It’s Friday evening, and Zach and I had just been set up by our mutual friend Whitney to climb and ski Mt. Rainier together over the weekend. We had both been looking for partners to attempt the Fuhrer Finger route, and had both approached Whitney about skiing the Finger. The Fuhrer Finger is an extraordinary ski mountaineering line; it takes a direct line up a south aspect of Mt. Rainier, and gets its name from the 3000 vertical foot, 40 degree chute located about two thirds of the way up the route, called ‘the finger.’ Some sources cite it as the biggest ski descent in the lower forty eight, but I’m skeptical of anything with a ‘biggest’ quantifier in front of it. It’s definitely up there, a rad line, for sure. In good conditions, the entire 9000 vertical feet of the route is ski-able on the descent, with the option to extend that even further by skiing to the Nisqually bridge.
After reviewing our 2-person crevasse rescue skills, we talk about details on the route. There’s a risk of rockfall within the finger, which is heightened later in the day as things heat up. There’s also the risk of loose-wet slides later in the day. Timing on ascent day will be critical, as you want to be descending after the snow has softened up enough to be ski-able, yet before the rocks start firing down from above, or before the snow beneath you becomes warm and unstable. Based on the predicted warm weather, we set a turnaround time of 11AM for summit day
Saturday, 12:00PM: We arrive at the Paradise Parking lot. We gather our permits and gear, and hit the trail at 1PM
The weather for our ascent was warm and sunny. Just before dropping down to the Lower Nisqually Glacier, we got a nice view of our planned route. We chose to hook low and left around the Wilson glacier and gain the ridge to camp, rather than picking our way up through the middle as some do.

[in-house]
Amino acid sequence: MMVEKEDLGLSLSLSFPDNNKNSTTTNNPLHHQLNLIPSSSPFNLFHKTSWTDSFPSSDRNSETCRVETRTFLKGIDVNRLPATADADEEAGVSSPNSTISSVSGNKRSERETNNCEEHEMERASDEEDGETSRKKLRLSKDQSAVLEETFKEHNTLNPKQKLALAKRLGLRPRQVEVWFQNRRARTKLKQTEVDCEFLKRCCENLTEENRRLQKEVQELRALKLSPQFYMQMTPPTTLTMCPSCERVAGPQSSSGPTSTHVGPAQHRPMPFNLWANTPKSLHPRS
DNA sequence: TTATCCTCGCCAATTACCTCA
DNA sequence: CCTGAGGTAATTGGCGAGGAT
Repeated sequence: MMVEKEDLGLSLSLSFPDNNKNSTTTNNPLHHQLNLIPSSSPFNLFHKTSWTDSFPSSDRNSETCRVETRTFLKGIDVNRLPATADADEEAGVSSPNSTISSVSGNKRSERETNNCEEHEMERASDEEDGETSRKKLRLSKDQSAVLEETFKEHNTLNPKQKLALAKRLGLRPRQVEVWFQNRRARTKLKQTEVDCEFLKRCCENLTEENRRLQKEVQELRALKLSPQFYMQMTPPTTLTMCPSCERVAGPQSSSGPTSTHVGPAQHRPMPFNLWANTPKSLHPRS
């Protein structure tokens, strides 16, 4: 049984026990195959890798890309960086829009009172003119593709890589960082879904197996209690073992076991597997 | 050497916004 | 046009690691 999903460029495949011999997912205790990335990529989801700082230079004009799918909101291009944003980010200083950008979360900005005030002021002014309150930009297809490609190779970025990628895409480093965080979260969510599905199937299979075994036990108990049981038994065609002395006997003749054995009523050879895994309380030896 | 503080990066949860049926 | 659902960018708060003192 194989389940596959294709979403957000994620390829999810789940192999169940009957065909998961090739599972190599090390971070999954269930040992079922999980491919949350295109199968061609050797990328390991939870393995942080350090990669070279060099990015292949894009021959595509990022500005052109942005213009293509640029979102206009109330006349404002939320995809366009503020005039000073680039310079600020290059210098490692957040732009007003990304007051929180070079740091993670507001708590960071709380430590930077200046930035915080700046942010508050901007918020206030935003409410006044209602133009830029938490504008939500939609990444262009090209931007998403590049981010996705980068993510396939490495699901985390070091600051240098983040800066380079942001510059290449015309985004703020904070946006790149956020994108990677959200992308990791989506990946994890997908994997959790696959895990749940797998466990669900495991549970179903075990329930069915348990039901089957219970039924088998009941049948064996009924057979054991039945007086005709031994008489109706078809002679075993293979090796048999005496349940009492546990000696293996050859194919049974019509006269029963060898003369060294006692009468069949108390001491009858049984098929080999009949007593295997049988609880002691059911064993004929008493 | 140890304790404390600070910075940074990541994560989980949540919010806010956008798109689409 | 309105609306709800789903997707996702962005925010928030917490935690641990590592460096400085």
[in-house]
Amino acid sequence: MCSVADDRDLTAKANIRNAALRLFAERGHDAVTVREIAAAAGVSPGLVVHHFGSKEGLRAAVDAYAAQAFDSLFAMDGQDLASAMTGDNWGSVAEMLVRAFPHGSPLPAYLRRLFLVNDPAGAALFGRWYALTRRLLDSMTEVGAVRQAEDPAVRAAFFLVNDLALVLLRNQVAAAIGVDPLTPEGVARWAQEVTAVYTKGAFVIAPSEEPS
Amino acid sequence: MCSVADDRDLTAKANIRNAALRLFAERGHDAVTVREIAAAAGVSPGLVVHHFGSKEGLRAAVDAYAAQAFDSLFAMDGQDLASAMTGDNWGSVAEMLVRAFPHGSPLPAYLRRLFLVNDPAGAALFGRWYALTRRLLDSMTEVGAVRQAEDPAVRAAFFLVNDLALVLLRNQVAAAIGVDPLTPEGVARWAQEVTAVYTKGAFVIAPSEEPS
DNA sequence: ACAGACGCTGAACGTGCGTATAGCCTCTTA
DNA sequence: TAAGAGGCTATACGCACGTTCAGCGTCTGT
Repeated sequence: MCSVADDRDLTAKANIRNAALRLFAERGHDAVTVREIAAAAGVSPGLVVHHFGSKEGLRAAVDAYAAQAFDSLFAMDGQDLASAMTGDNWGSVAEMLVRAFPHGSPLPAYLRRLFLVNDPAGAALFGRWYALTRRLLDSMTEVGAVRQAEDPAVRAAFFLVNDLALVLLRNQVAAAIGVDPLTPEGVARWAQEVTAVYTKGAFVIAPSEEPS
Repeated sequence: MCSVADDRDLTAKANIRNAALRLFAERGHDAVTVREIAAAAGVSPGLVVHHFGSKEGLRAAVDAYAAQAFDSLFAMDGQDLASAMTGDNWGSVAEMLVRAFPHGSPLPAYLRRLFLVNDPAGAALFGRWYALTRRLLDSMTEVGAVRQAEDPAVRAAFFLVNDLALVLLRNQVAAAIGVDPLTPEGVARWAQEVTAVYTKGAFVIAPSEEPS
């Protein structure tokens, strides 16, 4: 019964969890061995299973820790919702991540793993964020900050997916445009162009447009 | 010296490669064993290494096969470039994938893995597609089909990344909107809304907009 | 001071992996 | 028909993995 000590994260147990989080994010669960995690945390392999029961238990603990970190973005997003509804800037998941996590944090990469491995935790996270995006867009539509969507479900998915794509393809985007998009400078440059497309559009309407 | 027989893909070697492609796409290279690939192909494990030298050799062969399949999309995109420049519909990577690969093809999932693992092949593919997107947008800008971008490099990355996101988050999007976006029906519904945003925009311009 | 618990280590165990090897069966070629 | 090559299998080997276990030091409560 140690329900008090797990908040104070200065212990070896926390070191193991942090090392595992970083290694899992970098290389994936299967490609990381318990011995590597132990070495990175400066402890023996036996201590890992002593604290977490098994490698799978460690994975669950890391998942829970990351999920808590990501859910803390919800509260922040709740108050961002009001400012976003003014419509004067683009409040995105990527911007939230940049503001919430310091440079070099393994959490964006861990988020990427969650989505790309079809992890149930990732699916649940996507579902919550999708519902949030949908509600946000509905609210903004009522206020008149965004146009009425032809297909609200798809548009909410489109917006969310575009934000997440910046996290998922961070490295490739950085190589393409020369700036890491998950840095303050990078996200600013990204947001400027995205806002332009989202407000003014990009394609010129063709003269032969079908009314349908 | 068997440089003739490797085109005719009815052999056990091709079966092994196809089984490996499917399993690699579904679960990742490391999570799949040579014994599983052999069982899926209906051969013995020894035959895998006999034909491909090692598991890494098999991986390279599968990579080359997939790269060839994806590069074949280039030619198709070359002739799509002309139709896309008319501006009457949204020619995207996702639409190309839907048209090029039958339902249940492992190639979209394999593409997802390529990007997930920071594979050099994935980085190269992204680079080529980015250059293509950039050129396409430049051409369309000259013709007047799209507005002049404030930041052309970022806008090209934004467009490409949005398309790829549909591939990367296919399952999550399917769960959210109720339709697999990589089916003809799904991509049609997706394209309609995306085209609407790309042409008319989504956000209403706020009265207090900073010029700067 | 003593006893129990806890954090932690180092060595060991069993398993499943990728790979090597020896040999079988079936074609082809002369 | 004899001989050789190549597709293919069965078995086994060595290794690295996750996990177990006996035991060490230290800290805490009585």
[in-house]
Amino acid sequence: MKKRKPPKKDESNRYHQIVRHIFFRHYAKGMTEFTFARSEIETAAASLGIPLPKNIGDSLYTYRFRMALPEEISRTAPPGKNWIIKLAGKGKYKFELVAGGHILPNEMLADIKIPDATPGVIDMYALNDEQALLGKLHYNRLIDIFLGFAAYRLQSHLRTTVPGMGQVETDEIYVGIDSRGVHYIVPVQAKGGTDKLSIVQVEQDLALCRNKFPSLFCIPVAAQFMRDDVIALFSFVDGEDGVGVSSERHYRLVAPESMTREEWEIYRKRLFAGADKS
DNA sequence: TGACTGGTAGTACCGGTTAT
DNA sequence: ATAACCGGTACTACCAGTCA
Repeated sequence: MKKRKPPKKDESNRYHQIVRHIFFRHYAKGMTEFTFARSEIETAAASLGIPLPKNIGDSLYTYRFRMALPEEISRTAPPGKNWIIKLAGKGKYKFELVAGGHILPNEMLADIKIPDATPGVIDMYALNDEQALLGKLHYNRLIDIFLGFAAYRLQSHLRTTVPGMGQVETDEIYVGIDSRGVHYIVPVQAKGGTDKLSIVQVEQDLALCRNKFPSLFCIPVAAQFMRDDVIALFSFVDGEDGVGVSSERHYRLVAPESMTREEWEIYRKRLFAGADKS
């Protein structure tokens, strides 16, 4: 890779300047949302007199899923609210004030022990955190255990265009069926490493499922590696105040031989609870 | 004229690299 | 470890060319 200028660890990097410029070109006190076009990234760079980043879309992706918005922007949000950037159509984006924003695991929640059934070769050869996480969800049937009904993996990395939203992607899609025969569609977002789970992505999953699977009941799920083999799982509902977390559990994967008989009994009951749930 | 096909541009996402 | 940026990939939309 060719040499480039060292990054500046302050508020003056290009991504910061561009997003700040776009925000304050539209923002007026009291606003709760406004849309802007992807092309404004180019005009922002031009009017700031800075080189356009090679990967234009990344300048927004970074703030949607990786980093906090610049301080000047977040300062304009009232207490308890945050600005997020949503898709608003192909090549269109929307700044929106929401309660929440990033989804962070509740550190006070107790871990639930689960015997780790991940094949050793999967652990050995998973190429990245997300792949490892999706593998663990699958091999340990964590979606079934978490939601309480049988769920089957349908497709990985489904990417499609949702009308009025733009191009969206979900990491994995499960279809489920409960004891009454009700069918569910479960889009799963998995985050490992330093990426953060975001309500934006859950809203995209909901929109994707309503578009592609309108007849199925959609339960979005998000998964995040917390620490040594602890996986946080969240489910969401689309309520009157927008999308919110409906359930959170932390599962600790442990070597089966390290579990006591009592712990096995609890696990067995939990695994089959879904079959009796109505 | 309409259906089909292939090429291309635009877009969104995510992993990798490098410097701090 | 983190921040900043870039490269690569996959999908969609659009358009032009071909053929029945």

Both the Lower Nisqually and the Wilson were in great shape – neither ourselves nor the other two parties we ran into opted to rope up for these glacier crossings.
Saturday, 6:00PM: Arrive at camp . If you camp by the castle, there’s currently nice, clean, running water by the upper sites. We skipped the water boiling routine, and haven’t gotten giardia, yet.
Sunday, 2:30AM: Summit day! We hit the trail and cross the Wilson glacier to begin the bootpack up the finger.
Around 4AM, despite it being the coldest portion of the day, a softball size rock came flying down the finger between Zach and myself. Although jarring, that rock was the only rockfall we witnessed throughout the day.
6:00 AM: Sunrise. After 9000 french steps, we reach the top of the finger.
At the top of the finger we went high and left above a serac before hooking right onto the Upper Nisqually Glacier.
We roped up here. The upper Nisqually was still in great shape – only a couple of snow bridges to cross on the way to the summit.
Slow going on the last couple thousand feet. We chose to continue booting, however, skinning with ski crampons would have been an equally reasonable choice. A group of Canadians did so, and we played rope team leapfrog for a while.
11AM: Summit! We snacked and transitioned quickly, as we had just barely made our turnaround goal. Just enough time for a ski guitar summit picture :).
Conditions were perfect corn on the way back to camp. The terrain was fantastic, and the scenery unbeatable.
We took a leisurely pace packing up camp, and ended up getting back to the car around 4PM.
What a fantastic weekend on the mountain. The Fuhrer finger delivered everything that was expected, and more – absolutely worthy of it’s reputation as one of the best ski mountaineering descents in North America.